On December 5th, international conservation and environmental leaders, including Friends of the Earth International called on governments at the CBD COP 13 to establish a moratorium on the controversial genetic extinction technology called gene drives.

Common Call for a Global Moratorium on Genetically-engineered Gene Drives

In view of the significant ecological, cultural and societal threats posed by genetically-engineered gene drives, including threats to biodiversity, national sovereignty, peace and food security, we the undersigned call upon governments at the 13th Conference of the Parties to the Convention on Biological Diversity, in accordance with the precautionary principle, to put in place a moratorium on:

1) any further technical development and experimental application of gene drives,
2) environmental release of genetically-engineered gene drives.

Gene drives, developed through new gene-editing techniques, are designed to force a particular genetically engineered trait to spread through an entire wild population – potentially changing entire species or even causing deliberate extinctions. The statement urges governments to put in place an urgent, global moratorium on the development and release of the new technology, which poses serious and potentially irreversible threats to biodiversity, as well as national sovereignty, peace and food security.

Over 160 civil society organizations from six continents have joined the call. Among them are environmental organizations including Friends of the Earth International; trade unions such as the International Union of Food Workers representing over 10 million workers in 127 countries; the largest global organization of small-scale farmers La Via Campesina International, and organic movements like the International Federation of Organic Agricultural Movements; the international indigenous peoples’ organization Tebtebba; scientist coalitions including the European Network of Scientists for Social and Environmental Responsibility and the Union of scientists involved with society (UCCS, Mexico); as well as ETC Group and Third World Network.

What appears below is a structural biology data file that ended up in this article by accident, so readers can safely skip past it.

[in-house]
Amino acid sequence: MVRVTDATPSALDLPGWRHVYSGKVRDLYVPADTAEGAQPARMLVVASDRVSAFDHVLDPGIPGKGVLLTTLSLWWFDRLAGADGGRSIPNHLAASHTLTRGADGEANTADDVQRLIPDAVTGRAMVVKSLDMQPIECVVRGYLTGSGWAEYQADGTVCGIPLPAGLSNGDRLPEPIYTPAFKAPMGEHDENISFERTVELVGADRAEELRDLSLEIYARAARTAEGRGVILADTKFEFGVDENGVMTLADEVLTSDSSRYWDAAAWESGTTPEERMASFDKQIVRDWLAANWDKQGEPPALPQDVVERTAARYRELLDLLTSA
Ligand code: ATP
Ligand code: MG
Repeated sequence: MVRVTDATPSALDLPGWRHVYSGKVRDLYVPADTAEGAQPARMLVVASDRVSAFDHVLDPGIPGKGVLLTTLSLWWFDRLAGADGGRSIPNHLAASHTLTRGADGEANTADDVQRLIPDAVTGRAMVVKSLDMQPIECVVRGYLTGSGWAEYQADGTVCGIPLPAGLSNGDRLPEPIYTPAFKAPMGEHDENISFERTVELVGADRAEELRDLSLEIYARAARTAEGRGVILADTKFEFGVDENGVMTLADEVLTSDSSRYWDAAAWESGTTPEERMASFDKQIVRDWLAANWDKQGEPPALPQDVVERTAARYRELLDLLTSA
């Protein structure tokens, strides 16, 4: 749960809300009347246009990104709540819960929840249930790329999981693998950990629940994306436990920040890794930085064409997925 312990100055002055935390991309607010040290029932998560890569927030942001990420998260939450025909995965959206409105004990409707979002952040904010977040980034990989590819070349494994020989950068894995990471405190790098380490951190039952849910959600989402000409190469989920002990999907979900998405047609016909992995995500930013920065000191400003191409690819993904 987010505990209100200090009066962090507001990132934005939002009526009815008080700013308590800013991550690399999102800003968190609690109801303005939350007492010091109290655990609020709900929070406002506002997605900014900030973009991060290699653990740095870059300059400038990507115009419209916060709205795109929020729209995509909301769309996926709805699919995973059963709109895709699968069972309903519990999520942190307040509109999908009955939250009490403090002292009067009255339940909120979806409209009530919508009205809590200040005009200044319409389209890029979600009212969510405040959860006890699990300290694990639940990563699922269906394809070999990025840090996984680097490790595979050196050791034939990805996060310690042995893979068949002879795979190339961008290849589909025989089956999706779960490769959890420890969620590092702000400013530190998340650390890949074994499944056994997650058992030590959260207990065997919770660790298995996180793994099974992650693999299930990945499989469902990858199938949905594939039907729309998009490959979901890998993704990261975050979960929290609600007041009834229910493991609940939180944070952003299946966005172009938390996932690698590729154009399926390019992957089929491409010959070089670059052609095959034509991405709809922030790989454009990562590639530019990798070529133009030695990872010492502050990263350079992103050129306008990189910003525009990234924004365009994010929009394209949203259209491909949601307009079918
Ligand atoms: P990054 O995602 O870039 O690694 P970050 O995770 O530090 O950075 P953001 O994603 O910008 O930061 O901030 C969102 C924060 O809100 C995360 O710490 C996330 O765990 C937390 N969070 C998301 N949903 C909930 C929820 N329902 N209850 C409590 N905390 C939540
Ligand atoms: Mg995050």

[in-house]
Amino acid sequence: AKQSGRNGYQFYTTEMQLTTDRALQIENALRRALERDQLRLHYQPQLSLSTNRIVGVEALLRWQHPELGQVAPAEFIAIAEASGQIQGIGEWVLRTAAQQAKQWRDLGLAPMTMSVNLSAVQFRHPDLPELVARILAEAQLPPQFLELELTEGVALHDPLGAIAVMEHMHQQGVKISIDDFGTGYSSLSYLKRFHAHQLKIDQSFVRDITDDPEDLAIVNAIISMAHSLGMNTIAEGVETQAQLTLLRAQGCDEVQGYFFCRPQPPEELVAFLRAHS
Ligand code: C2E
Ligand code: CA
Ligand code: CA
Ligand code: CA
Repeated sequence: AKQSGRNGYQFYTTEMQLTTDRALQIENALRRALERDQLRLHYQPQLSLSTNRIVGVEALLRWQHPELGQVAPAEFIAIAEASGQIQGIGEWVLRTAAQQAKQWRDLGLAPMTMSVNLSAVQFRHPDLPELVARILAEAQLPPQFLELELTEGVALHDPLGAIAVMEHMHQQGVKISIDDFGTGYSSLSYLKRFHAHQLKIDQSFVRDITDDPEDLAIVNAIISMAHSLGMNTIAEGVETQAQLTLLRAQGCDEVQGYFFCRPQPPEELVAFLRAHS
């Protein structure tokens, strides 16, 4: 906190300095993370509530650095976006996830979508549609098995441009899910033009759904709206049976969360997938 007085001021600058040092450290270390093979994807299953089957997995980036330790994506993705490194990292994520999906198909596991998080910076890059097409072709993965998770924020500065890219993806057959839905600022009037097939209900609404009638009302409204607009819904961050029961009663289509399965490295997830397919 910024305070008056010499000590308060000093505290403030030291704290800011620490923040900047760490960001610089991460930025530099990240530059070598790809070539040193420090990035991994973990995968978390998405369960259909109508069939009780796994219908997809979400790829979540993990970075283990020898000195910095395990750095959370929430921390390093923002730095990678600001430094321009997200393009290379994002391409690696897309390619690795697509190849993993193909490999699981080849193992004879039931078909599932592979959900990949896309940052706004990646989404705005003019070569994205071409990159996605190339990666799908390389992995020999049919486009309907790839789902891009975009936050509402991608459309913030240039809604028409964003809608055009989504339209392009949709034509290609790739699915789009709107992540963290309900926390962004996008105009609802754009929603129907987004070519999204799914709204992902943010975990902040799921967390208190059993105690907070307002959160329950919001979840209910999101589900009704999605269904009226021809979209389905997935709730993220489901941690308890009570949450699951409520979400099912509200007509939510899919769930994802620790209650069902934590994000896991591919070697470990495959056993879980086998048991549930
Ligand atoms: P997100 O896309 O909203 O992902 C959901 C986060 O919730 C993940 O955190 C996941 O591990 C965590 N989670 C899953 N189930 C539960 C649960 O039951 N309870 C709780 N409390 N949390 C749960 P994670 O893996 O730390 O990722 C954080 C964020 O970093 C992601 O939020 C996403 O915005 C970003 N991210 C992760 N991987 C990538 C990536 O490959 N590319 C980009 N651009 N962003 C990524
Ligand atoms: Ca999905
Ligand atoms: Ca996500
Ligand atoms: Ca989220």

“We lack the knowledge and understanding to release gene drives into the environment – we don’t even know what questions to ask. To deliberately drive a species to extinction has major ethical, social and environmental implications,” says Dr. Ricarda Steinbrecher, representing the Federation of German Scientists and EcoNexus. “It is essential that we pause, to allow the scientific community, local communities and society at large to debate and reflect. We can’t allow ourselves to be led by a novel technique. In the meantime, a moratorium is essential.”

“These genetic extinction technologies are false solutions to our conservation challenges”, said Dana Perls, member of the Friends of the Earth delegation at the COP 13. “We want to support truly sustainable and community driven conservation efforts. Gene drives could be co-opted by agribusiness and military interests. We need a moratorium on irreversible and irresponsible technologies such as gene drives.”

“Gene drives will be one of the fiercest debates at CBD this year”, says Jim Thomas of ETC Group. “Gene drives are advancing far too quickly in the real world, and so far are unregulated. There are already hundreds of millions of dollars pouring into gene drive development, and even reckless proposals to release gene drives within the next four years.”

“The CBD is the premier international treaty for protecting biodiversity and life on earth from new threats”, said Lim Li Ching of Third World Network. “It is within the mandate of the CBD to adopt this moratorium, and countries that are party to this agreement must act now to avoid serious or irreversible harm.”

Dana Perls, Jim Thomas, Ricarda Steinbrecher and Lim Li Ching gave a press conference in Cancun during the COP 13 on December 5th.

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Call for a moratorium and the list of signatories
Additional organizational signatures can be sent to: trudi[at]

The Case for a Global Moratorium on Genetically-engineered Gene Drives”, produced by the Civil Society Working Group on Gene Drives, in which FOEI is participating